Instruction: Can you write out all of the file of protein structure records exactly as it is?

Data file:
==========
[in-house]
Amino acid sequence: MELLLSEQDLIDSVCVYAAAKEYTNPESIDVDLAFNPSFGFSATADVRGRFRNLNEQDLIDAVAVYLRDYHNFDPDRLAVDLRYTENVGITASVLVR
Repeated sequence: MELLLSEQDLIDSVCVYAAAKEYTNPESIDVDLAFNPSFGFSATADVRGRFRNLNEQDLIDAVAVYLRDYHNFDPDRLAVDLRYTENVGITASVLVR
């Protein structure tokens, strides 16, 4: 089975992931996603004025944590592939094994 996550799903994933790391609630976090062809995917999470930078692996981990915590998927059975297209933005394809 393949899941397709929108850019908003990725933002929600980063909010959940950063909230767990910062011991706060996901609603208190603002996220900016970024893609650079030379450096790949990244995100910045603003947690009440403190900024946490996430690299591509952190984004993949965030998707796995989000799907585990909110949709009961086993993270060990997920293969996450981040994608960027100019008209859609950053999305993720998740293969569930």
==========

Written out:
[in-house]
Amino acid sequence: MELLLSEQDLIDSVCVYAAAKEYTNPESIDVDLAFNPSFGFSATADVRGRFRNLNEQDLIDAVAVYLRDYHNFDPDRLAVDLRYTENVGITASVLVR
Repeated sequence: MELLLSEQDLIDSVCVYAAAKEYTNPESIDVDLAFNPSFGFSATADVRGRFRNLNEQDLIDAVAVYLRDYHNFDPDRLAVDLRYTENVGITASVLVR
């Protein structure tokens, strides 16, 4: 089975992931996603004025944590592939094994 996550799903994933790391609630976090062809995917999470930078692996981990915590998927059975297209933005394809 393949899941397709929108850019908003990725933002929600980063909010959940950063909230767990910062011991706060996901609603208190603002996220900016970024893609650079030379450096790949990244995100910045603003947690009440403190900024946490996430690299591509952190984004993949965030998707796995989000799907585990909110949709009961086993993270060990997920293969996450981040994608960027100019008209859609950053999305993720998740293969569930």